Was there an intellectual revolution in 5th century Athens?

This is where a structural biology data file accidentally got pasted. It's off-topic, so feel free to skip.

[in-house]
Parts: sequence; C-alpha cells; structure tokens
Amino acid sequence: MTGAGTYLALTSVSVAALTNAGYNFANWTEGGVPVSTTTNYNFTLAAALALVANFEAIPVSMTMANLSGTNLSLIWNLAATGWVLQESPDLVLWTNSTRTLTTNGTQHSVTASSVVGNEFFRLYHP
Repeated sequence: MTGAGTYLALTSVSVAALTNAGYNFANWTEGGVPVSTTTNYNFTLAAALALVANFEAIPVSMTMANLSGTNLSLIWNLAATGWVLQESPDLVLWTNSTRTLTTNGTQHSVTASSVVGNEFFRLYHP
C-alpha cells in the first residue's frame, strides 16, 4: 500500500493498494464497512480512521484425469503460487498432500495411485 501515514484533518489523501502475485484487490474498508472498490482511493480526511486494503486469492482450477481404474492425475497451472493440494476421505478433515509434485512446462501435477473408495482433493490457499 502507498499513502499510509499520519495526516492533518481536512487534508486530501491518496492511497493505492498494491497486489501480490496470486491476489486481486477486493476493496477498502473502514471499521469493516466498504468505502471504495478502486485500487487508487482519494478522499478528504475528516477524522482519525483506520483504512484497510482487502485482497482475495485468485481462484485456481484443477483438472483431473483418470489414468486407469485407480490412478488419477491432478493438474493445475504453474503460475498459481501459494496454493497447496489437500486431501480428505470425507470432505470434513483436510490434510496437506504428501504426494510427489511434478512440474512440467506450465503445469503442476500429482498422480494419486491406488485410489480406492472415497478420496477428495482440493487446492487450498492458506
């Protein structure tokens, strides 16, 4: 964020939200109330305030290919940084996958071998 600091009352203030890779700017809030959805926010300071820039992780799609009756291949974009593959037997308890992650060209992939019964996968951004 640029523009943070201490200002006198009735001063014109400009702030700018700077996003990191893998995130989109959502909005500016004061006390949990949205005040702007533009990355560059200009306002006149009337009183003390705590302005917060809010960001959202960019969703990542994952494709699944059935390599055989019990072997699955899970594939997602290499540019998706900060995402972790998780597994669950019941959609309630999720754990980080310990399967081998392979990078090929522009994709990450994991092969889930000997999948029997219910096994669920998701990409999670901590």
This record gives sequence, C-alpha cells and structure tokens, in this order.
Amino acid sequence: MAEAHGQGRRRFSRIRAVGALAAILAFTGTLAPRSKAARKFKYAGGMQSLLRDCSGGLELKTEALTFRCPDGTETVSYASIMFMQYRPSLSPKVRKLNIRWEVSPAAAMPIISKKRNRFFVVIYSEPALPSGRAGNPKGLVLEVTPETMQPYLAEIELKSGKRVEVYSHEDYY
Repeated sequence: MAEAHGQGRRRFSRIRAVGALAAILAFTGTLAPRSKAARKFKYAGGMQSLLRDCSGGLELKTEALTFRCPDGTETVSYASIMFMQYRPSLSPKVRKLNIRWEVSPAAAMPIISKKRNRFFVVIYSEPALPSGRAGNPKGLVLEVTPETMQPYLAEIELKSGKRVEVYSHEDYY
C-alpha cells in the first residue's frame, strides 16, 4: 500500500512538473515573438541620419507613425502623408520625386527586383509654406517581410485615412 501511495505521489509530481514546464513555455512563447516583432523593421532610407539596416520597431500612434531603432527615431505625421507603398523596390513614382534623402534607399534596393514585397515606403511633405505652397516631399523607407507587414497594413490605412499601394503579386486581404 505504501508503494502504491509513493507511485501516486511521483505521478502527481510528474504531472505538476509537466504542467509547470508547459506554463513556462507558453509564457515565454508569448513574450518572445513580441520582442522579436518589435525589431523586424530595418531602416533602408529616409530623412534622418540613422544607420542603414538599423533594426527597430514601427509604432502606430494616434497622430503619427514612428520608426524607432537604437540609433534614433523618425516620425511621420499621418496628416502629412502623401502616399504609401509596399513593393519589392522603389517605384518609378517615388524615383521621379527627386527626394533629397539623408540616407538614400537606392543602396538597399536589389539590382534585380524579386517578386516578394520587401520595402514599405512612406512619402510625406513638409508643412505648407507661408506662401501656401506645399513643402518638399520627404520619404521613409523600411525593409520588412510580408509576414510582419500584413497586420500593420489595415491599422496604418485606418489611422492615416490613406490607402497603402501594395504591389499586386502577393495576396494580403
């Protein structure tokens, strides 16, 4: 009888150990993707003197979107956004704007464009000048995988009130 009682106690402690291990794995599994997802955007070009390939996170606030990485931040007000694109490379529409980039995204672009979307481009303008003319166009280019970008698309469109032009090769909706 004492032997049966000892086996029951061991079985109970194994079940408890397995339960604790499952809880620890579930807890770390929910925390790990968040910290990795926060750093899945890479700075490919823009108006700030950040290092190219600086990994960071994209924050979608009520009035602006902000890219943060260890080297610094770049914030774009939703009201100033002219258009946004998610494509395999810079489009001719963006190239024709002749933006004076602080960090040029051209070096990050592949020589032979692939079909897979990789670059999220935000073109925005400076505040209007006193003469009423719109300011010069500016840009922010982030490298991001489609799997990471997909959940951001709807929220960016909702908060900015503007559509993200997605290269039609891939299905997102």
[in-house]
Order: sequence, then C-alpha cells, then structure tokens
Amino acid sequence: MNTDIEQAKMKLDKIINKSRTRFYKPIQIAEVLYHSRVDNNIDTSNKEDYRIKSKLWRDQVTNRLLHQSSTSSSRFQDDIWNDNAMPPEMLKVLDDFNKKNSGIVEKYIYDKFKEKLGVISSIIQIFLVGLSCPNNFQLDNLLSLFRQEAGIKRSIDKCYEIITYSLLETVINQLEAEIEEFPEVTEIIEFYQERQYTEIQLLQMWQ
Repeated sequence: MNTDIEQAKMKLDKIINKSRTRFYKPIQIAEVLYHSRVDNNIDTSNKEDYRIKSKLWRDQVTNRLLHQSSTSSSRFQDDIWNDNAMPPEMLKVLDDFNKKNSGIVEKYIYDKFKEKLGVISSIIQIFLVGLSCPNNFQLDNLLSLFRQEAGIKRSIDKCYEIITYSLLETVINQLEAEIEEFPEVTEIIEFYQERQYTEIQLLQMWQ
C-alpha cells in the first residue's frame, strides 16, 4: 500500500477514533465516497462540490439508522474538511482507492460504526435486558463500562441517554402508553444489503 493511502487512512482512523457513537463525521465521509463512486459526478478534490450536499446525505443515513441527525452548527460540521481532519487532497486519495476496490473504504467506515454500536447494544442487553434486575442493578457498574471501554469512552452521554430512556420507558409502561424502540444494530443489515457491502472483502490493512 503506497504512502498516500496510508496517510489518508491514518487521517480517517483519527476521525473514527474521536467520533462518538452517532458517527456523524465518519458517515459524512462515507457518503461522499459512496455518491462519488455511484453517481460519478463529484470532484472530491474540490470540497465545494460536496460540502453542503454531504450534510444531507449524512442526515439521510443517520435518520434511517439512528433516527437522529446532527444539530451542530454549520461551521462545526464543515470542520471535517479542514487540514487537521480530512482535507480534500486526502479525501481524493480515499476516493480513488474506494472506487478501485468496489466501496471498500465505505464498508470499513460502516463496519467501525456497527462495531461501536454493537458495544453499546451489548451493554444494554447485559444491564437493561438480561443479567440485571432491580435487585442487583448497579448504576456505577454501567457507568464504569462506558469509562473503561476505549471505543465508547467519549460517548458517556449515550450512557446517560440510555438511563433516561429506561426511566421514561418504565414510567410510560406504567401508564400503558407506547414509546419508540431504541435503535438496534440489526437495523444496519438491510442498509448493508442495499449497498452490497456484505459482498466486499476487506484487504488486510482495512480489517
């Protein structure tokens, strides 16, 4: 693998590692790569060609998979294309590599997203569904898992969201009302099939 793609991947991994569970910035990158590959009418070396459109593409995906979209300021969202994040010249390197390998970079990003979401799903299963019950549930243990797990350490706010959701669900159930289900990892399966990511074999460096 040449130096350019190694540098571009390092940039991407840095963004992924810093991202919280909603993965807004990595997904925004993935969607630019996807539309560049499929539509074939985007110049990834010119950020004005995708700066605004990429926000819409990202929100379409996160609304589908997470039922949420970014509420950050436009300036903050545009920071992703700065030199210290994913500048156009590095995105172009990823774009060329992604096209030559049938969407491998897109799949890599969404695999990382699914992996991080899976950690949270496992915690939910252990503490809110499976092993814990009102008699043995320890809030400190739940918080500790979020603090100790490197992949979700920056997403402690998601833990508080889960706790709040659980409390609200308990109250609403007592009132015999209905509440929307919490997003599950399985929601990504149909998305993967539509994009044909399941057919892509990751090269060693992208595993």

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A lot of the things which surround us nowadays such as our art, architecture, literature, poetry, drama and political system are derived from the early Greeks. It is thanks to both written and spoken arts of expression that democratic and republican forms of government were developed. In the ancient world, the Greeks were the first people who attempted to analyse the ways in which humans communicate with each other. Greece is therefore the founder of the arts of discourse, which not only includes rhetoric but also logic and grammar. Even though other major ancient cvilisations created literature, it was the Greeks who produced analytic treatises which endeavoured to reveal the many levels of human communication. Schools opened with the aim of teaching argument and persuasion and this led to the formulation of a range of precepts which was the main source of knowledge for literary followers during the centuries thereafter. The increasing demand for education in 5th century BCE Greece brought forward a class of teachers known as “Sophists.” They were a professional class rather than a just a school, and therefore, were dispersed all over Greece and showed evidence of having professional rivalries. One could assume that the educational demand was partly for genuine knowledge, but it mostly mirrored an aspiration for spurious learning that would eventually lead to political triumph. To have a deeper understanding of the Sophists, we must first establish a definition for that particular term. The name “Sophist” derives from the Greek words “Sophos” and “Sophia” which mean “wise” and “wisdom.” It was in the early years of the 5th century that the term “sophist” was attributed to those so called “wise men.” “A Sophist is a man who claims to teach sohpia and that unique quality arete, which combines the factors both of high moral virtue and worldly success.”

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